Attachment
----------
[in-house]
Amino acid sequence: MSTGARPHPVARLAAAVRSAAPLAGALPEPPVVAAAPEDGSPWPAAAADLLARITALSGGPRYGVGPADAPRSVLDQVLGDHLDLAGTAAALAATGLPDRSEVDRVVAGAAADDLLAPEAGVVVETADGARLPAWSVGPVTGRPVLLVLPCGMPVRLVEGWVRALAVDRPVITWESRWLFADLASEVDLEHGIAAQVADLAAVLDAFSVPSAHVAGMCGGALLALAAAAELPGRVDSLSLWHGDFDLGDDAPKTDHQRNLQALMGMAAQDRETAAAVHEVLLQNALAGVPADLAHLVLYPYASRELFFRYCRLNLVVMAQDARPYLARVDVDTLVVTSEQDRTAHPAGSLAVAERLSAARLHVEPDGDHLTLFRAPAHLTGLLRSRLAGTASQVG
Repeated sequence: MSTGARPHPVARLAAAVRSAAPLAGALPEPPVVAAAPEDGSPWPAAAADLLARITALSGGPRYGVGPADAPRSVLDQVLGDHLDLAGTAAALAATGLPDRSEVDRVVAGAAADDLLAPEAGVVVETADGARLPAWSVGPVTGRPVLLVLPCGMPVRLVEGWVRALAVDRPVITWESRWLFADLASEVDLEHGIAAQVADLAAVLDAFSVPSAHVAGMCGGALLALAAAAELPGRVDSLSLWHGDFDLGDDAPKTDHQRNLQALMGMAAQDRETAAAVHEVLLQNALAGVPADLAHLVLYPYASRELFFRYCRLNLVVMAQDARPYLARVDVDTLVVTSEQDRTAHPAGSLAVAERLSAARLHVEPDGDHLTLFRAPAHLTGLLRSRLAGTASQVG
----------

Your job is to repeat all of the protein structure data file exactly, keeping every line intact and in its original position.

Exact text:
[in-house]
Amino acid sequence: MSTGARPHPVARLAAAVRSAAPLAGALPEPPVVAAAPEDGSPWPAAAADLLARITALSGGPRYGVGPADAPRSVLDQVLGDHLDLAGTAAALAATGLPDRSEVDRVVAGAAADDLLAPEAGVVVETADGARLPAWSVGPVTGRPVLLVLPCGMPVRLVEGWVRALAVDRPVITWESRWLFADLASEVDLEHGIAAQVADLAAVLDAFSVPSAHVAGMCGGALLALAAAAELPGRVDSLSLWHGDFDLGDDAPKTDHQRNLQALMGMAAQDRETAAAVHEVLLQNALAGVPADLAHLVLYPYASRELFFRYCRLNLVVMAQDARPYLARVDVDTLVVTSEQDRTAHPAGSLAVAERLSAARLHVEPDGDHLTLFRAPAHLTGLLRSRLAGTASQVG
Repeated sequence: MSTGARPHPVARLAAAVRSAAPLAGALPEPPVVAAAPEDGSPWPAAAADLLARITALSGGPRYGVGPADAPRSVLDQVLGDHLDLAGTAAALAATGLPDRSEVDRVVAGAAADDLLAPEAGVVVETADGARLPAWSVGPVTGRPVLLVLPCGMPVRLVEGWVRALAVDRPVITWESRWLFADLASEVDLEHGIAAQVADLAAVLDAFSVPSAHVAGMCGGALLALAAAAELPGRVDSLSLWHGDFDLGDDAPKTDHQRNLQALMGMAAQDRETAAAVHEVLLQNALAGVPADLAHLVLYPYASRELFFRYCRLNLVVMAQDARPYLARVDVDTLVVTSEQDRTAHPAGSLAVAERLSAARLHVEPDGDHLTLFRAPAHLTGLLRSRLAGTASQVG